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interviews

Tom Scharpling & Jon Wurster of The Best Show

The Best Show seamlessly combines the elements of comedy and music and subsequently has built up a cult following over the years. The program began on WFMU back in 2000 and continues today as a podcast. The hosts, comedian Tom Scharpling and Superchunk drummer Jon Wurster, call into the show in character, adopting the guise of various inhabitants of the fictional town of Newbridge, NJ. The Best Show recently announced its 16-disc box set and live national tour to celebrate its anniversary. Scharpling & Wurster join Jim and Greg to talk about some of their favorite calls, characters and moments throughout the show's 15-year history.

Go to episode 496
specials

Sub Pop Records

Sub Pop Records, the label that made "grunge" a household word, is turning 20. Since its inception the small Seattle outfit has exploded internationally, giving music fans a dose of the Northwest punk sound with bands like Nirvana, Soundgarden and Mudhoney. Now Sub Pop is home to indie phenoms The Shins and The Postal Service, as well as comedy duo Flight of the Conchords. Jim and Greg speak with Jonathan Poneman, who started the label in 1988 with former fanziner Bruce Pavitt. Poneman explains that there was so much great rock in that area at the time that they were compelled to document it. But their ambitions didn‘t stop there. Poneman discusses Pavitt’s assertion that the most vital culture happens outside the big media centers. This kind of big thinking paved the way for the breakout of regional music scenes and the idea that indie bands can be as big as major label ones.

To celebrate Sub Pop's anniversary Jim and Greg both pick their favorite tracks from the label. Greg starts with a song by The Afghan Whigs. He explains that the tradition of signing non-Northwest bands began with the Whigs. They started out as a faux-grunge band but became more distinctive when they brought in elements of soul. You can hear that in the track "Miles Iz Dead" off the album Congregation.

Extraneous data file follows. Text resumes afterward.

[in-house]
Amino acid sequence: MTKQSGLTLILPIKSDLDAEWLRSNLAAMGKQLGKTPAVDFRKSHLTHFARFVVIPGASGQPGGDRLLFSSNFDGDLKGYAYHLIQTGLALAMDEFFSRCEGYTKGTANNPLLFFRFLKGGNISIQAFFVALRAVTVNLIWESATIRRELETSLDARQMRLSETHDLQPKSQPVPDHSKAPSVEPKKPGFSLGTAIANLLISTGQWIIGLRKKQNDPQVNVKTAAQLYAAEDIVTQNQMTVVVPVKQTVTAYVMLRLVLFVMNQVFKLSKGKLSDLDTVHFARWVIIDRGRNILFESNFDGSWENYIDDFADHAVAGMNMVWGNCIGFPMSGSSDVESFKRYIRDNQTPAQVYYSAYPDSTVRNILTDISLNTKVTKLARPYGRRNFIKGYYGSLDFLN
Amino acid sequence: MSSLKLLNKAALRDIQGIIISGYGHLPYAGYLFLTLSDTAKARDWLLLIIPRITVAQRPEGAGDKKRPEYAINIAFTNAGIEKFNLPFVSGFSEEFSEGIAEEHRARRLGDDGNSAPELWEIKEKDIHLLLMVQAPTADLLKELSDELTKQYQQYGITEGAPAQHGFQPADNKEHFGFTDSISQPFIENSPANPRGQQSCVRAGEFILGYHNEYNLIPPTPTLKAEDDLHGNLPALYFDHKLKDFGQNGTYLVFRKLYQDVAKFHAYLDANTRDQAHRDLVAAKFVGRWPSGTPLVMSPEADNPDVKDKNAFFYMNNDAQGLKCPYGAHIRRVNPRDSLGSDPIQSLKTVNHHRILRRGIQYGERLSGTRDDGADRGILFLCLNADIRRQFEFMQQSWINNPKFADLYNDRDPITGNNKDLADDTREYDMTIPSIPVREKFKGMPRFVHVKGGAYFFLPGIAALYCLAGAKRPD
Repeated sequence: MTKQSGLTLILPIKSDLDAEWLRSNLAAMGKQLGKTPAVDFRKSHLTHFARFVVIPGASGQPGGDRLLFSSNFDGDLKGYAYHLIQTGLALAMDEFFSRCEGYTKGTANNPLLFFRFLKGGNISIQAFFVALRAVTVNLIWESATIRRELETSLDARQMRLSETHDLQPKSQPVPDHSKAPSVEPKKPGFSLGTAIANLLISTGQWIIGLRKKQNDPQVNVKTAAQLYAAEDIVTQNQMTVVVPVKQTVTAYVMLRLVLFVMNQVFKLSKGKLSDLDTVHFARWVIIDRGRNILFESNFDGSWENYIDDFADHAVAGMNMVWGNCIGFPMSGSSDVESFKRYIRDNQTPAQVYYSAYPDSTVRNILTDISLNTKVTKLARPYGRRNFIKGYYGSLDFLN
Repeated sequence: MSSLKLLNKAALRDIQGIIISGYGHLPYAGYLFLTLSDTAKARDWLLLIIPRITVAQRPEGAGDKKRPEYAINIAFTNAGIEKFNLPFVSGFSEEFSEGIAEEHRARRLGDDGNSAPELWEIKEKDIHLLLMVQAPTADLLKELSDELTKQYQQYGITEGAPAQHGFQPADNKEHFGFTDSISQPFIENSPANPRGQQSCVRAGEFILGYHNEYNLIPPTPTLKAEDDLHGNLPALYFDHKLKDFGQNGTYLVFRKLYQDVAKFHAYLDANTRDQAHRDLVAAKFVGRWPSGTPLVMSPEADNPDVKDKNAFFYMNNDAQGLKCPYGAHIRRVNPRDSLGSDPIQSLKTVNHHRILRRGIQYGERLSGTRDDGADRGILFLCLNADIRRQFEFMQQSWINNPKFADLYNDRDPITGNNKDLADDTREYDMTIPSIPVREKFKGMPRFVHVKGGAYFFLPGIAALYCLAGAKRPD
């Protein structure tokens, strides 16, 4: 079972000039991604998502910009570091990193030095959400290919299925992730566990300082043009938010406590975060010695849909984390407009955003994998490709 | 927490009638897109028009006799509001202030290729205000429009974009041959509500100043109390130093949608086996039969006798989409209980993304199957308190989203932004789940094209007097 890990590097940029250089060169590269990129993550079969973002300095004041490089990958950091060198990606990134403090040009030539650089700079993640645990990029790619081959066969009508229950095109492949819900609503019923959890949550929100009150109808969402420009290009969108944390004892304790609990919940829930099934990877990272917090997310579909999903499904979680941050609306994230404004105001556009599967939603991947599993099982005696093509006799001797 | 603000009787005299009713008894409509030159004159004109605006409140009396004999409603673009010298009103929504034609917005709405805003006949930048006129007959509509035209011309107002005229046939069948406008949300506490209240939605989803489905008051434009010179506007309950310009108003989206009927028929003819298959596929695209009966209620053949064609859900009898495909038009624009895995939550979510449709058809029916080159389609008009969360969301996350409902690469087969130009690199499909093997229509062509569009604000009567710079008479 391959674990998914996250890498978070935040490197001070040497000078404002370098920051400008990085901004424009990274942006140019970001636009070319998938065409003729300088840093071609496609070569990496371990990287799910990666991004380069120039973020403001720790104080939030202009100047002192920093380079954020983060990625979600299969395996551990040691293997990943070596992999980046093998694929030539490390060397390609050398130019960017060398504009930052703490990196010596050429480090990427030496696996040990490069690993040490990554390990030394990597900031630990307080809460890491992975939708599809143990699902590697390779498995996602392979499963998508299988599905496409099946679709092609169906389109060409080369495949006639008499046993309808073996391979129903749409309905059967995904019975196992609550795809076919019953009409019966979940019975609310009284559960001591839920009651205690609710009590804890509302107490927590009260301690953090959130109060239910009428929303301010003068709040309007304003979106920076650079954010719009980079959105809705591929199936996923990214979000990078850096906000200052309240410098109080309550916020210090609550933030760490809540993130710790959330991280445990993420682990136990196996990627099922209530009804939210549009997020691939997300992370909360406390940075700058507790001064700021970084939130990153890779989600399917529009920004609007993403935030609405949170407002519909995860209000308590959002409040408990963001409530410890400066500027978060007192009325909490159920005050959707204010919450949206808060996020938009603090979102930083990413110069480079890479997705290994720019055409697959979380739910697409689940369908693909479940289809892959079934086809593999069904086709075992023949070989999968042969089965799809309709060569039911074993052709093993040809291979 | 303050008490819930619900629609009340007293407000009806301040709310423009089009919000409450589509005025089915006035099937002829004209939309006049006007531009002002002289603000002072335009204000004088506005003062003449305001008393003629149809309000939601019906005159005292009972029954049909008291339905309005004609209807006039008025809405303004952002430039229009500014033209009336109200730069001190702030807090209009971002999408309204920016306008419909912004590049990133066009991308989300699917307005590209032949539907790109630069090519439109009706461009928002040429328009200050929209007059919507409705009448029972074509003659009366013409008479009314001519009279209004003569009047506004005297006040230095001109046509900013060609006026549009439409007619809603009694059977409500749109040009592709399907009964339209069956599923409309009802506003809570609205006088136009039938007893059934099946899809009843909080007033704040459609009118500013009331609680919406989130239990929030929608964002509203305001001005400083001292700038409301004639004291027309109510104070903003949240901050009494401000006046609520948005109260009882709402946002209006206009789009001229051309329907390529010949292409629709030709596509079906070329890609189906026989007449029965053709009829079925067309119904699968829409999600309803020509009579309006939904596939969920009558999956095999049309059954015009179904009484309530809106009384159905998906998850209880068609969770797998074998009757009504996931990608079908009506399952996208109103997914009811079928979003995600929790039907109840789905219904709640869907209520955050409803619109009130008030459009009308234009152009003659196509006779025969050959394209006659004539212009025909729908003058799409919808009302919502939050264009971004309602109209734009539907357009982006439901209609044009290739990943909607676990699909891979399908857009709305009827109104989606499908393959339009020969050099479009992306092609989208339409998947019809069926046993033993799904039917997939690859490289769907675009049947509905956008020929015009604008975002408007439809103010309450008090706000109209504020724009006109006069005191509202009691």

Jim also wanted to pick a song that showcased the diversity of Sub Pop. It's more than just a grunge label. Jim looks to Cardinal, a band that represents much of what's happening in the indie world today. The duo gave birth to orchestral pop, and one of its members, Eric Matthews, put out a terrific debut on Sub Pop in 1995 called It's Heavy In Here. Jim chooses to play that album's opener, "Fanfare."

Go to episode 137
dijs

Jim

“True Love”Têtes Noires

Jim recently visited Minneapolis public radio station The Current, where he saw lying around the studio a new reissue of American Dream by Têtes Noires. French for“black heads,”Têtes Noires was an accurate descriptor for the six raven-haired women who made up the band. Jim recalls how they stuck out in the sea of Nordic blondes called Minnesota. Their music was a capella harmony bolstered with wheezing organ and hand claps, and their lyrics fell somewhere between comedy, performance art and "killer indie rock." To show what he means, Jim plays "True Love," which features the vocalist listing all of the rotten relationships she's had since grade school. Têtes Noires may not have survived past its '80s heyday, but its spirit lives on in the new remaster – and, thanks to Jim, on the Desert Island.

Go to episode 444
news

Music News

It has been one year since Hurricane Katrina devastated the Gulf Coast region. The music community has responded in a number of ways over the past 365 days. In fact, the response was quicker and more dramatic than that following the events of September 11, Jim and Greg note. The most high-profile Katrina project was the collaboration between Elvis Costello and Allen Toussaint. Toussaint is one of New Orleans‘ most noted producers and musicians, and, like many of the city’s citizens, he had to flee during the storm and has yet to be able to return. He and Costello wrote their album's title track, "The River in Reverse," just weeks after Katrina hit. Check out Jim and Greg's review of that album.

Other artists inspired by Hurricane Katrina include Paul Simon, Mos Def and Bruce Springsteen, who decided to add new hurricane-related lyrics to the song "How Can A Poor Man Stand Such Time and Live," during his live performances. Rapper Master P also just announced that he will be debuting a stage play, "Uncle Willy's Family," which he describes as a hip-hop gospel comedy play about Hurricane Katrina. It will star the rapper, as well as his son Lil Romeo, Silkk The Shockker, and Terry Miles. Now he can add playwright to his ever-expanding résumé. But the post-Katrina project that most moved Jim and Greg was the Dirty Dozen Brass Band's version of Marvin Gaye's 1971 concept album What's Going On. Gaye's songs were inspired by many of the country's problems at the time, including poverty, the environment, urban decay and race conflicts. It's interesting to see how applicable his words are today.

Go to episode 40